There has been remarkable progress with regard to educational attainments in the past decades. A recent ILO report reveals that higher level of education is associated with better chances of obtaining stable employment with better wages. Tertiary graduates are 1.5 times more likely to find a stable job compared to those with primary or secondary education, and earn three times more than those with no education. However, the scenario is different for university graduates. Youth unemployment rate for university graduates are more than four times higher than those with just primary-level education. For secondary education, the rate is more than double. The coexistence of over- and under-education qualification is common in youth labour market; 61.6 per cent of young Bangladeshi workers, mostly in agricultural, craft and trade-related work, are undereducated for the work they have been hired to do. The overeducated proportion is only 2.5 per cent. The percentage of undereducated youth is highest in the agricultural sector (67 per cent) followed by industry (61.7 per cent) and service sector (58.2 per cent).
Gender issues greatly affect the youth labour market scenario. Female youths constitute the majority of school dropouts. The most common reason for their dropout is early marriage whereas in the case of male dropouts, the reason is early employment. Constrained by the societal norms about 80 per cent women would prefer to stay at home. Accommodation facility near workplace is another contributing factor. In many cases industries grow without infrastructure facilities, and housing or transportation services. This affects mobility of the workers, particularly the female workers, which in turn has a negative impact on their social life and on productivity.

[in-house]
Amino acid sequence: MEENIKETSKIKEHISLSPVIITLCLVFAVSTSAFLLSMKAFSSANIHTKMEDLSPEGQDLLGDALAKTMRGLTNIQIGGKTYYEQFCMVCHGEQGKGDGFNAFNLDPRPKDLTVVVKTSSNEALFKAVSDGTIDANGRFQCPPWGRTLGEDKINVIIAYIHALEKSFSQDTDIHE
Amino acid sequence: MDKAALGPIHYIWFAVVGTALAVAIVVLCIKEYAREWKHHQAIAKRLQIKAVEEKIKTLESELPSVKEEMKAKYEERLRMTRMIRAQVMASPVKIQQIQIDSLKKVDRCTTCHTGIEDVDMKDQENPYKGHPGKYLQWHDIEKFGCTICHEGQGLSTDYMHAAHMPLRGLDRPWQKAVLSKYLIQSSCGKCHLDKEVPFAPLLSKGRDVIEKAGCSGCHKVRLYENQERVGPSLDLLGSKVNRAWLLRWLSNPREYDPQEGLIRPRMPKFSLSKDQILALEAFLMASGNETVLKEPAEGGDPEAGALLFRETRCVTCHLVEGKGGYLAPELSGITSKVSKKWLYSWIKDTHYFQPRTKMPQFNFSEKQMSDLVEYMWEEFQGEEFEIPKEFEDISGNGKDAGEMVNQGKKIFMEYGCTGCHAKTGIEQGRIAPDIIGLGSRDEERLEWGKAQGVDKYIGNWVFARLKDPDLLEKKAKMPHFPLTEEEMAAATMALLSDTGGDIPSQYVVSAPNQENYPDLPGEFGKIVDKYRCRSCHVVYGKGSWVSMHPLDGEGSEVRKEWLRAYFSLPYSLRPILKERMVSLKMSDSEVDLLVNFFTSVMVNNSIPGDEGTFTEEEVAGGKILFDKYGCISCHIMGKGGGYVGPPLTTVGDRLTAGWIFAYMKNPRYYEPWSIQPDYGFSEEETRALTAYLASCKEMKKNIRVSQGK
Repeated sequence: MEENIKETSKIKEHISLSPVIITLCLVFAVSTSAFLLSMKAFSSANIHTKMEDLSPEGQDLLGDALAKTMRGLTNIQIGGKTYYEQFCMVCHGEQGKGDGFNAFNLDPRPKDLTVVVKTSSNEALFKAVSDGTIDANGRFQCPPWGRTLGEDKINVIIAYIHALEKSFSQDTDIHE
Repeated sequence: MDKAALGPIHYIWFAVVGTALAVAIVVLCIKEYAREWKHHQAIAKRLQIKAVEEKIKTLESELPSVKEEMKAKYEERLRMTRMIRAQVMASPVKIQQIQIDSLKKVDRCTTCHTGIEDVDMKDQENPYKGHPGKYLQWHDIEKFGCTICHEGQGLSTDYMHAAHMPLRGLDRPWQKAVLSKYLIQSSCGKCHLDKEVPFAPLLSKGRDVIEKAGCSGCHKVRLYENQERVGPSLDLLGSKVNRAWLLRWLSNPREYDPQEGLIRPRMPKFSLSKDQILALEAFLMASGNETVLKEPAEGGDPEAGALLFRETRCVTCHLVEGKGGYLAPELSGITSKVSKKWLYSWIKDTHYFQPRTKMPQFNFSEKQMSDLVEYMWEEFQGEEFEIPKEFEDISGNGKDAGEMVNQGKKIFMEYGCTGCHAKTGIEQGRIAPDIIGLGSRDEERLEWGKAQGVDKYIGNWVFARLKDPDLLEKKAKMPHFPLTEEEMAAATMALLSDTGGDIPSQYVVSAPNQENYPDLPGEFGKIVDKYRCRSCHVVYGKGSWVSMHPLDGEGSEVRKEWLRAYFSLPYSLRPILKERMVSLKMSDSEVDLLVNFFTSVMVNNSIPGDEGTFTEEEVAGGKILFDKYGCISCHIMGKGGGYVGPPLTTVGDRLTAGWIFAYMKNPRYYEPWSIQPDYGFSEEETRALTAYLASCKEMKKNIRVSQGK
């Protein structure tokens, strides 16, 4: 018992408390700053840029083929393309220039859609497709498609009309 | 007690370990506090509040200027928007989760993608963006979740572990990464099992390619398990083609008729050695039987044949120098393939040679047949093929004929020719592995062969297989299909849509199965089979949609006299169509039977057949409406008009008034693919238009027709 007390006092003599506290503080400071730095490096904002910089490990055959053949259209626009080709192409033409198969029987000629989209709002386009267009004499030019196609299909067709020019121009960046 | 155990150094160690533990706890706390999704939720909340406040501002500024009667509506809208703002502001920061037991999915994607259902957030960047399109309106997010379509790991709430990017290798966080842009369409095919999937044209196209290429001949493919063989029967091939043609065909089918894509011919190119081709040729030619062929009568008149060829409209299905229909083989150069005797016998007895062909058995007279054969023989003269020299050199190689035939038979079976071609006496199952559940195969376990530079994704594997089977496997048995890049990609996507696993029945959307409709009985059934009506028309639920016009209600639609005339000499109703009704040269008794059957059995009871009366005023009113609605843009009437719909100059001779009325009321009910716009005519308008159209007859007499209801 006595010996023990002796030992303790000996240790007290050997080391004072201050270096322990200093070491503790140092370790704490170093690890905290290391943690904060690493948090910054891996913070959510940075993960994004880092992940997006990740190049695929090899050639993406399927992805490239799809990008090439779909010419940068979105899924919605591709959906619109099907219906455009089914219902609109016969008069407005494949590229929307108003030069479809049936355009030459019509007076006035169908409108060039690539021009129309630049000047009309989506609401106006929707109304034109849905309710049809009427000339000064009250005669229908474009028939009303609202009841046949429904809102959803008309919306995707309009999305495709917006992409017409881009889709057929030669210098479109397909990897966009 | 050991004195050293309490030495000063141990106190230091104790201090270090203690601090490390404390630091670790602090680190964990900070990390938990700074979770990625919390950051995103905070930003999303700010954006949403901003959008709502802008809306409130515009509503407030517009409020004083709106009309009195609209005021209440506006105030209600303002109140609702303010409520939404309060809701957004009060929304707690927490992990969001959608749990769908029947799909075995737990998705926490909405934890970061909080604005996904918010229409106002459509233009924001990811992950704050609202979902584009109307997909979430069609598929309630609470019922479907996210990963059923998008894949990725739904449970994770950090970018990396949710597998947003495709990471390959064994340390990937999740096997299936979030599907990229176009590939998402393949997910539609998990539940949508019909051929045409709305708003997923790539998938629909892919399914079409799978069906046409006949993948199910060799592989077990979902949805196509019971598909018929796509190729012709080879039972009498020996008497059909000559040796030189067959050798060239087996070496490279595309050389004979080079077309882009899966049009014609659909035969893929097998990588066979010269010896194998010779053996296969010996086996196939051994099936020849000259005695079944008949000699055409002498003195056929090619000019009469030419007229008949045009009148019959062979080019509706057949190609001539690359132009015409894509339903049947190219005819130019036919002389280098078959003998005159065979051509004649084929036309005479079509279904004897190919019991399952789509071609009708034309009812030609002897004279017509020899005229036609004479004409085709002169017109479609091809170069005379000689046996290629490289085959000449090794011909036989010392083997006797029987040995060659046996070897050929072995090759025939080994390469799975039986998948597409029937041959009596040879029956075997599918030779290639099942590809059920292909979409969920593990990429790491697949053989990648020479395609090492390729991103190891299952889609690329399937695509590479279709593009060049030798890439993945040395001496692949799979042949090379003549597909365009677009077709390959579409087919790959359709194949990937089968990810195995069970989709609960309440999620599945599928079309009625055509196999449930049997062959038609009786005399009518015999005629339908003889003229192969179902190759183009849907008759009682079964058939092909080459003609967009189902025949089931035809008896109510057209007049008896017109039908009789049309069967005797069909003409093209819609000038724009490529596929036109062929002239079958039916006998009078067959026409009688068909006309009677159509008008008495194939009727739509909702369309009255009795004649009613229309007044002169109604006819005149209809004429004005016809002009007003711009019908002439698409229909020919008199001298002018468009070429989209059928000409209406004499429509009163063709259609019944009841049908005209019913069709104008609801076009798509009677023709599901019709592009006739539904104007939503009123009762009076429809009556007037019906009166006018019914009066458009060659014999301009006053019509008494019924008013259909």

Most experts consider that the jobs for future Bangladesh are in the services sector. For example, there will be demand in health care, education, hospitality, tourism, hotel management, housekeeping, IT outsourcing, mobile technology, fashion designing, legal services, readymade garments, leather, and financial sectors. Services sector needs skilled individuals; knowledge on technological knowhow is fundamental for gaining comparative advantage in the sector. The manufacturing sector, particularly garment, has great potential but multi-skilling is required in this sector. Agriculture could provide further employment opportunity with appropriate incentives for social enterprises. Migration abroad has great prospects too. It is therefore crucial to prioritise the sectors for potential growth for the next 10 years or so. The S4YE 2015 emphasised the introduction and expansion of related skill development programmes to prepare the youth for such jobs. In general terms, we have to be aligned with the global forces, i.e. technological improvement in any sector for creating better and decent jobs.
Dr Farzana Munshi is Associate Professor of Economics at Brac University, Dhaka.